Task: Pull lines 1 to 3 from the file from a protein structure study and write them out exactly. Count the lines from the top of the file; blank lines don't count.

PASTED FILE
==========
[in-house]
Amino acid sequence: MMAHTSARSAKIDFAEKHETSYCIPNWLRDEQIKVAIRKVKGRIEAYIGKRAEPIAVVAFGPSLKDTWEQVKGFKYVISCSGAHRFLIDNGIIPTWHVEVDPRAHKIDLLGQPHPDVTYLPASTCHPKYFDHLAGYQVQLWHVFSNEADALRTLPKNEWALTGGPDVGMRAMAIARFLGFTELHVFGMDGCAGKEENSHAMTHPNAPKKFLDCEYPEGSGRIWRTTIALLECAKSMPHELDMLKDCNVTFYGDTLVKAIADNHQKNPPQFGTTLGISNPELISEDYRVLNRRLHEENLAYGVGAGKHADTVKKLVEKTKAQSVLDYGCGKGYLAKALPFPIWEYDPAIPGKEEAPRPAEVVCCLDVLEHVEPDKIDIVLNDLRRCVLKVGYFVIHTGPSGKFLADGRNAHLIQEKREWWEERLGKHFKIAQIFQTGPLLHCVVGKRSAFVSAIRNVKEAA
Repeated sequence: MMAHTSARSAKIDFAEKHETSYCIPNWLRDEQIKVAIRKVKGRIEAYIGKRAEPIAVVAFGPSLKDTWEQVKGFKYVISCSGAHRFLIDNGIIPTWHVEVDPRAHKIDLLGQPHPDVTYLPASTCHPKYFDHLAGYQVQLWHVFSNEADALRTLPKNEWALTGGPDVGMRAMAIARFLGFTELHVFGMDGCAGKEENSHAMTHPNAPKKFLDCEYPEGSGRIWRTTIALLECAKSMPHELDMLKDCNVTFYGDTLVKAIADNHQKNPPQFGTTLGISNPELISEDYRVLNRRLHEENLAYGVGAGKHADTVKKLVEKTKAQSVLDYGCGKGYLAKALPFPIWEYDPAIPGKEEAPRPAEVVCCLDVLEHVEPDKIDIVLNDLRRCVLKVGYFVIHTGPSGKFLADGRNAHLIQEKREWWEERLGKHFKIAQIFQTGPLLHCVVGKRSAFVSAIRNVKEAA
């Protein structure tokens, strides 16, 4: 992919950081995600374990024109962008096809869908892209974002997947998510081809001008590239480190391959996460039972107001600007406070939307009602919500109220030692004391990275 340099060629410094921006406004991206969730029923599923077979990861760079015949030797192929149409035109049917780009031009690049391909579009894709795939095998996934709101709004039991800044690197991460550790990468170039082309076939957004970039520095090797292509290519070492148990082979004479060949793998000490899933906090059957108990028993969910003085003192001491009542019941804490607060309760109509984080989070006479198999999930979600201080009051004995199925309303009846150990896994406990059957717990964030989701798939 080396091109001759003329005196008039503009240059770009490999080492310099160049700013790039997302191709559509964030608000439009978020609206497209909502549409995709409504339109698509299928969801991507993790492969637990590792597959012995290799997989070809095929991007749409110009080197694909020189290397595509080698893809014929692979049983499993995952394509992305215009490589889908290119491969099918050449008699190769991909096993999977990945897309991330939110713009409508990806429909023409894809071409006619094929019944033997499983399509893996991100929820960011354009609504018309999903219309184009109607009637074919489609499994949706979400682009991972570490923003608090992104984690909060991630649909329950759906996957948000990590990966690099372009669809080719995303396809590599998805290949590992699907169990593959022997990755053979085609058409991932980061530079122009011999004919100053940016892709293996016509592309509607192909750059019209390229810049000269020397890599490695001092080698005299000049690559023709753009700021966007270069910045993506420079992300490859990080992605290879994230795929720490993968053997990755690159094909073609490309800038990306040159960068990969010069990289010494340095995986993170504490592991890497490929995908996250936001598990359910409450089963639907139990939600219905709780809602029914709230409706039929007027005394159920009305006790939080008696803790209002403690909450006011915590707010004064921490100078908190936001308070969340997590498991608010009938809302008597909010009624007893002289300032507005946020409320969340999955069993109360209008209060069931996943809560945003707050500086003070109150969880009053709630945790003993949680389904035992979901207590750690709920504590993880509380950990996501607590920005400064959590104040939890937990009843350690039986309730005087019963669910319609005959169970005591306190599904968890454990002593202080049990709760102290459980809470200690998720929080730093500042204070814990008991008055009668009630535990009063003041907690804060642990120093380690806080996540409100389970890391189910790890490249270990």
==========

[in-house]
Amino acid sequence: MMAHTSARSAKIDFAEKHETSYCIPNWLRDEQIKVAIRKVKGRIEAYIGKRAEPIAVVAFGPSLKDTWEQVKGFKYVISCSGAHRFLIDNGIIPTWHVEVDPRAHKIDLLGQPHPDVTYLPASTCHPKYFDHLAGYQVQLWHVFSNEADALRTLPKNEWALTGGPDVGMRAMAIARFLGFTELHVFGMDGCAGKEENSHAMTHPNAPKKFLDCEYPEGSGRIWRTTIALLECAKSMPHELDMLKDCNVTFYGDTLVKAIADNHQKNPPQFGTTLGISNPELISEDYRVLNRRLHEENLAYGVGAGKHADTVKKLVEKTKAQSVLDYGCGKGYLAKALPFPIWEYDPAIPGKEEAPRPAEVVCCLDVLEHVEPDKIDIVLNDLRRCVLKVGYFVIHTGPSGKFLADGRNAHLIQEKREWWEERLGKHFKIAQIFQTGPLLHCVVGKRSAFVSAIRNVKEAA
Repeated sequence: MMAHTSARSAKIDFAEKHETSYCIPNWLRDEQIKVAIRKVKGRIEAYIGKRAEPIAVVAFGPSLKDTWEQVKGFKYVISCSGAHRFLIDNGIIPTWHVEVDPRAHKIDLLGQPHPDVTYLPASTCHPKYFDHLAGYQVQLWHVFSNEADALRTLPKNEWALTGGPDVGMRAMAIARFLGFTELHVFGMDGCAGKEENSHAMTHPNAPKKFLDCEYPEGSGRIWRTTIALLECAKSMPHELDMLKDCNVTFYGDTLVKAIADNHQKNPPQFGTTLGISNPELISEDYRVLNRRLHEENLAYGVGAGKHADTVKKLVEKTKAQSVLDYGCGKGYLAKALPFPIWEYDPAIPGKEEAPRPAEVVCCLDVLEHVEPDKIDIVLNDLRRCVLKVGYFVIHTGPSGKFLADGRNAHLIQEKREWWEERLGKHFKIAQIFQTGPLLHCVVGKRSAFVSAIRNVKEAA